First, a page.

On August 29—the day after the 50th anniversary of the March on Washington—fast food workers around the U.S. staged a walkout in hundreds of stores in 50 cities, their largest protest ever. This comes a month after a four day wave of strikes in which workers in seven cities walked off the job, reflecting a trend in recent years of activity in the growing retail and service industry.
With support from the Service Employees International Union (SEIU), these strikers are demanding $15 and hour, a raise from the current minimum wage of $7.25, and the right to form unions without threats from their employer. The Obama administration has proposed a minimum wage hike to $9 per hour. For the labor unions, this recent campaign provides the opportunity to raise the floor for the lowest of wages in the nation. These low-paying jobs are replacing the higher-skilled, higher-paying positions lost with the decline in manufacturing and the gutting of the American labor market.
Moreover, the fast food strikes provide an opportunity to debunk the myth that the typical fast food worker is a teenager pursuing his or her first afterschool job, or an elderly person seeking some supplemental income. In an economy where the bottom has fallen out for millions of working Americans— with stagnating wages and fewer well-paying job opportunities — the fast food industry has witnessed a rapid growth in adult workers, who are attempting to raise families working in these part-time jobs, with poverty wages.
According to a study released in July by the National Employment Law Project (NELP), the average wage for frontline fast food workers is $8.94 per hour, among the lowest in the U.S. economy. Front-line jobs, including non-managerial positions such as cashiers, cooks and delivery staff, account for 89.1 percent of the fast food industry, while first-line supervisors with a median hourly wage of $13.06 hold 8.7 percent of the jobs. And franchise owners make up — on average — one percent of fast food jobholders, with there being a franchise owner for every 99 employees.
At Papa John’s Pizza, there is one franchise owner for every 141 workers, while at Burger King, there is a franchisee for every 198 employees. At Wendy’s there is a franchise owner for every 260 employees, and at McDonald’s, there is a franchise owner for every 293 workers.
In all, managerial, professional and technical positions are a mere 2.2 percent of jobs in the fast food industry, in contrast to 31.1 percent of jobs in the U.S. economy. NELP emphasizes the statistics counter the “mobility myth” common in the fast food industry— that these low wage jobs provide a ladder of success and access to the “American Dream” through advancement to the managerial ranks and franchisee opportunities.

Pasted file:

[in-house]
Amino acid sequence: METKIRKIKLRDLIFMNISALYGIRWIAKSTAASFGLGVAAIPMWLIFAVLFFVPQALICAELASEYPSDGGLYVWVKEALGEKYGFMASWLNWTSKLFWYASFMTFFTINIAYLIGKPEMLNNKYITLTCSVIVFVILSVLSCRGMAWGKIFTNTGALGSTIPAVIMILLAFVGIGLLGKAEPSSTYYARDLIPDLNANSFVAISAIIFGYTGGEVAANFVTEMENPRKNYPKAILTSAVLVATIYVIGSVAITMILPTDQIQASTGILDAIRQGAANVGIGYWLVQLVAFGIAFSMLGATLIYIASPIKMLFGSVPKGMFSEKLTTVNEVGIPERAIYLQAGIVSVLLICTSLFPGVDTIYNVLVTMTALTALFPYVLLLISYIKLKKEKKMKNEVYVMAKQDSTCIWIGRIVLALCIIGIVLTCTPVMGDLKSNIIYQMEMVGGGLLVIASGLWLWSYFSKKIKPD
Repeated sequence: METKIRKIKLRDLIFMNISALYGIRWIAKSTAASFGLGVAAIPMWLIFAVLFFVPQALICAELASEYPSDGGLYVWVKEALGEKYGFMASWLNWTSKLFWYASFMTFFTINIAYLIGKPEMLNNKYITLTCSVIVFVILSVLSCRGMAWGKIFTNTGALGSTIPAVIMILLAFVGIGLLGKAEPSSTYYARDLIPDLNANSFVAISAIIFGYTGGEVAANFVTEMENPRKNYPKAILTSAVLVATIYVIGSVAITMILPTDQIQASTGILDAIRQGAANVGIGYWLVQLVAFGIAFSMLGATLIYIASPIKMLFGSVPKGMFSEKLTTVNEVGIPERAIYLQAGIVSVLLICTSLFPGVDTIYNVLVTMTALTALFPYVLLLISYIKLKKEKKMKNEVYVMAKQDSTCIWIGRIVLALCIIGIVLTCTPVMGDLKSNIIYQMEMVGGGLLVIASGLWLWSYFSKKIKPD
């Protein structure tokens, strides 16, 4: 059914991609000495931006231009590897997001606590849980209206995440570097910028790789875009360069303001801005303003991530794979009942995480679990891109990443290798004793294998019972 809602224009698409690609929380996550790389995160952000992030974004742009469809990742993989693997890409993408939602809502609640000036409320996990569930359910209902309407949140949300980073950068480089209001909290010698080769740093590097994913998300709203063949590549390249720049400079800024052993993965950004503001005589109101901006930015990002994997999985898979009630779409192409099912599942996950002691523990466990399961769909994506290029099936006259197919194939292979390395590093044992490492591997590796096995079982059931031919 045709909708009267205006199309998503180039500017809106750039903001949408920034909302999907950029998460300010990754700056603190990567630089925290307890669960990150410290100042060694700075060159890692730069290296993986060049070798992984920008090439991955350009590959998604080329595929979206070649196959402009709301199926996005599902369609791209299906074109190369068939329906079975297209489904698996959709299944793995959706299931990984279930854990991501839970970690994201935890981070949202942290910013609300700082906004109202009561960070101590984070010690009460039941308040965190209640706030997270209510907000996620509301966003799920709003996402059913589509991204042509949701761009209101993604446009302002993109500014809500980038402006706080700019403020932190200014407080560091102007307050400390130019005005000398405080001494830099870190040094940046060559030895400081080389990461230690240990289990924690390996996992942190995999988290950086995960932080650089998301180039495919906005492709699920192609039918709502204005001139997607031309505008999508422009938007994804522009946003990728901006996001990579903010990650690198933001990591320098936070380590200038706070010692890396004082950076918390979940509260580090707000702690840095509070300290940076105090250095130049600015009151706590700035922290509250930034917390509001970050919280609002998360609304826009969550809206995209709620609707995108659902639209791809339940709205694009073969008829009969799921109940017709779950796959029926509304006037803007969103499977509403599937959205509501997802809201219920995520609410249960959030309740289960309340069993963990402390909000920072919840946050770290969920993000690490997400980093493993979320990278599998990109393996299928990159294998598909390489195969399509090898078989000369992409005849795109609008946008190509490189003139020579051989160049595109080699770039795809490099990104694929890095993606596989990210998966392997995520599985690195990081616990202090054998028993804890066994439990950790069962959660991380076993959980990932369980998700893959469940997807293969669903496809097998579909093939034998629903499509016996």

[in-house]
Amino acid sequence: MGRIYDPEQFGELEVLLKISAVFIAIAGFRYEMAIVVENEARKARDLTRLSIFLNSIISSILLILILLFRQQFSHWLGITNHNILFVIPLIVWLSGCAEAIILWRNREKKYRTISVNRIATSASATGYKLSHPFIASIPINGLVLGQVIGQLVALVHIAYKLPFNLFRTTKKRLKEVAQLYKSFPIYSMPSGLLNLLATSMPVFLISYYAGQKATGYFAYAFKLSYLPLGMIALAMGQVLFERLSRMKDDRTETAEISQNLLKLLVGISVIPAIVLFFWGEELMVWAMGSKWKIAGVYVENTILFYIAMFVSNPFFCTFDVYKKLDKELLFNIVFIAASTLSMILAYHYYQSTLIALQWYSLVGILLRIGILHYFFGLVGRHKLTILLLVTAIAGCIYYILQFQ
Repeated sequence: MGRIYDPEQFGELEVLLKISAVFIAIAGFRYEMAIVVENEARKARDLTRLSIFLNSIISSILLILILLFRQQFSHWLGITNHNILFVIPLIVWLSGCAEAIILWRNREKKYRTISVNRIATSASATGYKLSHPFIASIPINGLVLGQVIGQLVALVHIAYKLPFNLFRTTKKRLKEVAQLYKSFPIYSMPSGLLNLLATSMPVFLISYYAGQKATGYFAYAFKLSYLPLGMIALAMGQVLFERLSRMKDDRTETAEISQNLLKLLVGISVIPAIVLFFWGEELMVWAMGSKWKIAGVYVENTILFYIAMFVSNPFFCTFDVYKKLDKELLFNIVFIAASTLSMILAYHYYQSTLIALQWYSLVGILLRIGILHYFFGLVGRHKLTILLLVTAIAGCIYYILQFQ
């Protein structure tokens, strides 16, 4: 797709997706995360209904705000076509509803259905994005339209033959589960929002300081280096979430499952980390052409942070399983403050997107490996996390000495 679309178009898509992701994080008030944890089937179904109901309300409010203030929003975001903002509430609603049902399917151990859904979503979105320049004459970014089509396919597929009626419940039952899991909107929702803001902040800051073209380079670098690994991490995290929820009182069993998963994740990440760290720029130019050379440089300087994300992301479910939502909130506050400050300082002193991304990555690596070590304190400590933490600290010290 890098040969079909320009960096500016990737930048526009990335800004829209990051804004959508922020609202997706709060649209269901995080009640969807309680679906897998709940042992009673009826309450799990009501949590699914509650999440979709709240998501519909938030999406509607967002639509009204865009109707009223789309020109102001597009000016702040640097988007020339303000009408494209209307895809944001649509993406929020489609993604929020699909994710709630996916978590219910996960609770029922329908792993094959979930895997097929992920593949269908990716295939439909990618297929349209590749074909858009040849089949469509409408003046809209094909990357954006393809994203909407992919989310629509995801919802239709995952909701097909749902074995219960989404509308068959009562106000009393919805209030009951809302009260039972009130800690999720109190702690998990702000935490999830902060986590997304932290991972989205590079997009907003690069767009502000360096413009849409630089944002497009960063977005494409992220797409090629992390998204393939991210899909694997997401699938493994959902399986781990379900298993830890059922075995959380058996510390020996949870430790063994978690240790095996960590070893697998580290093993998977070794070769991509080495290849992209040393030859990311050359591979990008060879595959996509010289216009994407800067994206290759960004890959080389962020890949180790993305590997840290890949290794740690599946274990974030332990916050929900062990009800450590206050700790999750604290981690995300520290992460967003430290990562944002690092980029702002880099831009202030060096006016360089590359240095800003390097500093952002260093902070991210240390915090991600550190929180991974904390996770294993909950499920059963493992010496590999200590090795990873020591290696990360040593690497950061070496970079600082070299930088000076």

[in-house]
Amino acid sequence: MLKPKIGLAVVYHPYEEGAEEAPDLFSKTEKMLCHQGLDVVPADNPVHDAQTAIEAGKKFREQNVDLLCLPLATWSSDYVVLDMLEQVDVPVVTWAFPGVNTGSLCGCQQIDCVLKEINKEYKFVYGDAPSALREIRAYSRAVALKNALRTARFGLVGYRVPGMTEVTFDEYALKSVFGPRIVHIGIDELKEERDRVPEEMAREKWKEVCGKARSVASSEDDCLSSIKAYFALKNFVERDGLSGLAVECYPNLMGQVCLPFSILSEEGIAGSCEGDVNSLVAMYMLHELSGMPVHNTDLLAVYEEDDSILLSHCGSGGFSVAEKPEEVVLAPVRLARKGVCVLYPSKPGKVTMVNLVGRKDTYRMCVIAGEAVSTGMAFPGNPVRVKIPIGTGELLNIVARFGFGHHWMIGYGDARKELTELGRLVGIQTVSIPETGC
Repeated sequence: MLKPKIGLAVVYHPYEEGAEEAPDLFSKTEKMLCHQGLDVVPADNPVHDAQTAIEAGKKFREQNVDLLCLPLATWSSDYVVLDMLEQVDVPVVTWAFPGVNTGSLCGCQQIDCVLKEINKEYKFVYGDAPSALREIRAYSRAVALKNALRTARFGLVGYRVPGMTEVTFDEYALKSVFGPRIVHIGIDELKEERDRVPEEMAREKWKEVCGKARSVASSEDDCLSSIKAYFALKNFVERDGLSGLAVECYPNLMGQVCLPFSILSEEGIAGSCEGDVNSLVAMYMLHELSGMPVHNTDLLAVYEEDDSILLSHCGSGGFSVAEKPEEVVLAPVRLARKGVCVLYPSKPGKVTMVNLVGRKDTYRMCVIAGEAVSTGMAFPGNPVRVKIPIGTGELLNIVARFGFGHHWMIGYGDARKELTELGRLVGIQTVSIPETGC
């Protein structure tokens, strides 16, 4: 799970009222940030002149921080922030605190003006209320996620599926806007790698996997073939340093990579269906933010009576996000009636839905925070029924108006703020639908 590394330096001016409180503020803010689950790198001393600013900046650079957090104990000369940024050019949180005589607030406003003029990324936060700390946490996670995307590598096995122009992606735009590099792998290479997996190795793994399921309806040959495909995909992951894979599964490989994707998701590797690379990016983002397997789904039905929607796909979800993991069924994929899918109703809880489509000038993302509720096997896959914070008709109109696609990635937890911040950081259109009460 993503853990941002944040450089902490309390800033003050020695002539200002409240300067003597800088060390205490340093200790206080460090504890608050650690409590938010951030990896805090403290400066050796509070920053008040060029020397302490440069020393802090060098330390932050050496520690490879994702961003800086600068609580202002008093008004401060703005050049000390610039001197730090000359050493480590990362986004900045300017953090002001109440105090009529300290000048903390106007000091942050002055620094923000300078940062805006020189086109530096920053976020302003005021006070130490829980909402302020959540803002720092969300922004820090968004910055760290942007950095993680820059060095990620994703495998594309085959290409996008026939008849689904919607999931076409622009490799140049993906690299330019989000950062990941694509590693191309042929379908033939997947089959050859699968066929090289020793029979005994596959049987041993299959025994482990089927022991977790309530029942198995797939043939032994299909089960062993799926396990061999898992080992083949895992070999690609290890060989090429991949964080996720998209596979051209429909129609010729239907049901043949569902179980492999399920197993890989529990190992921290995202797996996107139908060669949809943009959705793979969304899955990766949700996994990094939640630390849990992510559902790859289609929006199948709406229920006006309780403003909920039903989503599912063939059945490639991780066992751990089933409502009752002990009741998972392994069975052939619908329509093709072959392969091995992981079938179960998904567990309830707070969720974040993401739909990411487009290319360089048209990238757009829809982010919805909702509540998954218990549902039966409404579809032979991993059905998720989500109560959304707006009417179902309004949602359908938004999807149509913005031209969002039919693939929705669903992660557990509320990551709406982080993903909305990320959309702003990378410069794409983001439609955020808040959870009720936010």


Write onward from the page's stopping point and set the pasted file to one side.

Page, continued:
According to the Bureau of Labor Statistics, the low $9 per hour earned by the nation’s 2.9 million food preparation and serving workers has been on the decline in value compared to 1982-1984 dollars. In contrast, production and non-supervisory workers earn $20.14, and non-farm workers earn an average of $23.98.
Moreover, the Economic Policy Institute (EPI) reported that food preparation and serving occupations have the highest proportion of workers at or above the poverty level with 73.6 percent, or nearly three-quarters, as of 2010. The 2010 median salary for a fast food worker—$18,130—was at the federal poverty level for a family of three.
Poverty-wage workers, including union workers, are more likely to be women, young and of color in the new service economy. According to EPI, one-quarter of Americans work in low-paying jobs, which is at or below the federal poverty level for a family of four, which was $23,005 per year in 2011. White women are less than half the workforce, but make up 55.1 percent of poverty-wage workers. Workers between 18 and 25 were 15.5 percent of the workforce in 2011, but were 35.5 percent of poverty-wage workers.
Blacks and Latinos are overrepresented among low wage workers. African-Americans were 11 percent of the workforce in 2011, yet made up 14.1 percent of all poverty-wage workers. Similarly, Hispanics constituted 15.3 percent of the workforce in 2011, but 23.6 percent of poverty-wage workers. Whites are underrepresented among the poverty-wage workforce, accounting for 66.9 percent of all workers, but only 55.9 percent of all poverty-wage workers.
Meanwhile, in 2011, only 31.5 percent of poverty-wage workers lived in households with greater than $50,000 in family income, while 31 percent lived in households with less than $25,000 in family income. These figures counter the notion that many fast-food workers live in high income households, such as a teenager with well-to-do parents, or an adult with a higher-earning spouse.
In addition, there are educational disparities among low wage workers. For example, workers with a high school diploma or less were 36.4 percent of the total workforce in 2011, but were also 54.3 percent percent of low-wage workers. Yet, workers with some college education are overrepresented as well, accounting for 19.7 percent of the national workforce, but 26.4 percent of poverty-wage workers.
The workers in the $200 billion a year fast food industry are dependent on food stamps at twice the rate of the rest of the U.S. workforce, and rely on other government programs such as Medicaid just to make ends meet. This comes as Don Thompson, the CEO of McDonald’s, has seen his compensation more than triple to $13.75 million.
Meanwhile, the Low Pay Is Not OK movement, as the fast-food workers’ campaign is called, is helping to breathe new life and activism into a moribund labor movement, which stands at a 97-year low of 11.3 percent of all U.S. workers, down from a high of 35 percent participation in the 1950s.
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